We currently can look forward to seeing three, count them three, live-action Batmen in the future, which is a far cry from when the GameCube and Xbox were on the market. Back then, the Dark Knight was a pariah in Hollywood after Batman and Robin poisoned the well until 2005’s Batman Begins came along and reinvented the character for a new generation. Video games, on the other hand, were a different beast altogether when compared to the movie business.

From offerings on the original PlayStation, the Game Boy Color and at-the-time next-gen outings from the likes of Ubisoft, Batman’s interactive appearances didn’t slow down one bit. One of the higher profile titles, at least at its announcement, was Batman: Dark Tomorrow, a game that was unveiled as a GameCube exclusive before receiving an Xbox port and a cancelled version for PlayStation 2.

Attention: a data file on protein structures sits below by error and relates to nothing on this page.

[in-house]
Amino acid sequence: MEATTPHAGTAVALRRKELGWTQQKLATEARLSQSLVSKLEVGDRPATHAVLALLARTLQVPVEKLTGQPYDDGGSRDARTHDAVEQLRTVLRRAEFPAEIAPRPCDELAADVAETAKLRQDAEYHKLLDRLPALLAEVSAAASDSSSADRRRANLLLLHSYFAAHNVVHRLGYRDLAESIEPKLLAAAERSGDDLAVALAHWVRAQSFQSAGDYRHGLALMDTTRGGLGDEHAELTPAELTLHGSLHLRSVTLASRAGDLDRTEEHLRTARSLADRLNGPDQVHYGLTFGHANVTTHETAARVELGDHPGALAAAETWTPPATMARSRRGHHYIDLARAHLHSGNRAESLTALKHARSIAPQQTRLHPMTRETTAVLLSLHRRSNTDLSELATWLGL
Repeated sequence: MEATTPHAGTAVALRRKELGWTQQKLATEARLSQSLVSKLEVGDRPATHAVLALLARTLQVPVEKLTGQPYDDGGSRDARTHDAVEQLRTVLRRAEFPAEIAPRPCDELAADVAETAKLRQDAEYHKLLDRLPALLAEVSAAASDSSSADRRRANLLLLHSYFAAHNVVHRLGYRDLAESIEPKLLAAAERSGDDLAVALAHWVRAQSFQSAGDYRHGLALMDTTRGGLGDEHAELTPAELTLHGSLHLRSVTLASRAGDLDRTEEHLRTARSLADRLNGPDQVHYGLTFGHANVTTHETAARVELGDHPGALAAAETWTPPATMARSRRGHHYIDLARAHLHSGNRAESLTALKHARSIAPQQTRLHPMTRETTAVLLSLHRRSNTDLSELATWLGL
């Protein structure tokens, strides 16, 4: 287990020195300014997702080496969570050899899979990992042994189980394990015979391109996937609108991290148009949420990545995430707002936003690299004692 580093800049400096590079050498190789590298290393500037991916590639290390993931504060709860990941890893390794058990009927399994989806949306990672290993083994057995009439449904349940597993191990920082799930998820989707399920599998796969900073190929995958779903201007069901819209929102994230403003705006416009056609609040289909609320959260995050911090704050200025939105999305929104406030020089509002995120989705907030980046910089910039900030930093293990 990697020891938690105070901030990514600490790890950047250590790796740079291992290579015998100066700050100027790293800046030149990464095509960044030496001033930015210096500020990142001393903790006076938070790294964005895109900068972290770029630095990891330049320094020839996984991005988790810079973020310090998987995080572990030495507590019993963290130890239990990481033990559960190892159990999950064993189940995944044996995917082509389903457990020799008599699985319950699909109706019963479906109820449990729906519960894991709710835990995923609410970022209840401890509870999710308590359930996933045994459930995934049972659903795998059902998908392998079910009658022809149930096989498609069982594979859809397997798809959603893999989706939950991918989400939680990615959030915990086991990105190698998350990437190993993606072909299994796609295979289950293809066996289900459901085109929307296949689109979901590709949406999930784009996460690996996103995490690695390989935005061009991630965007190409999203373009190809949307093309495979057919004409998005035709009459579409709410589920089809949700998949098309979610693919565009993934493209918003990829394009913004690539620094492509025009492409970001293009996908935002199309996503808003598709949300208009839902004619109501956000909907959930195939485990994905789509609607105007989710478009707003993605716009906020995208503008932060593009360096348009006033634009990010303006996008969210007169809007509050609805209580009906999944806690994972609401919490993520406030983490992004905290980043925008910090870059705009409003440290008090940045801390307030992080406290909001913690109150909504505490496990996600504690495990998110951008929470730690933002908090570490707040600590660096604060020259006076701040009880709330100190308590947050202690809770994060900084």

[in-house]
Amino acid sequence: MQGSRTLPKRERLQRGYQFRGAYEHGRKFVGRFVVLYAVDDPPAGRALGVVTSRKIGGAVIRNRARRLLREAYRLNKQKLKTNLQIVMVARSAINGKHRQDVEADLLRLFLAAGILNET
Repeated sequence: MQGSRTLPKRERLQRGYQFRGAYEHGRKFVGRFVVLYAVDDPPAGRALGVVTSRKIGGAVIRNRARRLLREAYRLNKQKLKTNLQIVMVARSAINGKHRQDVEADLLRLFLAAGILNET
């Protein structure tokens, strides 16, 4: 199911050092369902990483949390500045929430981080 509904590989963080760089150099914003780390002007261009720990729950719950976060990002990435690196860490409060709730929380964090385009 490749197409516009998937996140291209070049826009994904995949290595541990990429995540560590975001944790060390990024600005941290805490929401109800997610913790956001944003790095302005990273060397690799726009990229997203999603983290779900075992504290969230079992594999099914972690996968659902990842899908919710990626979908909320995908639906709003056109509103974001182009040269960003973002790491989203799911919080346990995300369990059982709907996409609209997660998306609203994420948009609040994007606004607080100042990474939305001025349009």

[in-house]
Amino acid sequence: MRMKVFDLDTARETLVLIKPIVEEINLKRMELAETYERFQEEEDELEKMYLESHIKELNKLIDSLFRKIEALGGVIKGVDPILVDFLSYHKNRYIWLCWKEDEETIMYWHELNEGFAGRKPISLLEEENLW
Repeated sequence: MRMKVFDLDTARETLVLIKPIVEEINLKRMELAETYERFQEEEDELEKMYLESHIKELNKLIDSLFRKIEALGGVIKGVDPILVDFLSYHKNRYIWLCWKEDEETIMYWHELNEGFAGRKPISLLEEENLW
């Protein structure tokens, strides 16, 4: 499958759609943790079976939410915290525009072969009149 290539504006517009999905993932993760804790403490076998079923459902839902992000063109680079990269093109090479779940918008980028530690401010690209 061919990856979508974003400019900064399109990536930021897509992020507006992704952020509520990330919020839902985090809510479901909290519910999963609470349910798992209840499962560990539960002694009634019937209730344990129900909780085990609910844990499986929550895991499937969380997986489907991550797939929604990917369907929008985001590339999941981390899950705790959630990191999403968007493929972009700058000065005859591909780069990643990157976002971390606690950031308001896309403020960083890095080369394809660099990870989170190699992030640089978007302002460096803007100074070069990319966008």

Developed by Kemco with support from Hot Gen, Batman: Dark Tomorrow’s claim to fame are its high-quality CG cut-scenes. These were more than likely the brainchild of credited director/producer, Yuki Takafumi, who is best known for his work in film and television. It’s a shame then that there isn’t an enjoyable game that goes along with them.

In their series, What Happened, Matt McMuscles took a deep dive into the troubled development of Dark Tomorrow, where they uncovered that the ambitious title was plagued with difficulty from day one. From a team inexperienced with console hardware, so much so they were working on with a Game Boy Advance emulator, to overspending on an orchestral soundtrack and being worked on by teams scattered around the world, Batman: Dark Tomorrow was simply more than an outfit like Kemco could handle. It’s also notorious for featuring an easy to miss point-of-no-return segment that can drastically alter its ending. This comes from a nondescript computer terminal that you must interact with, even though you’re given no hint that you can.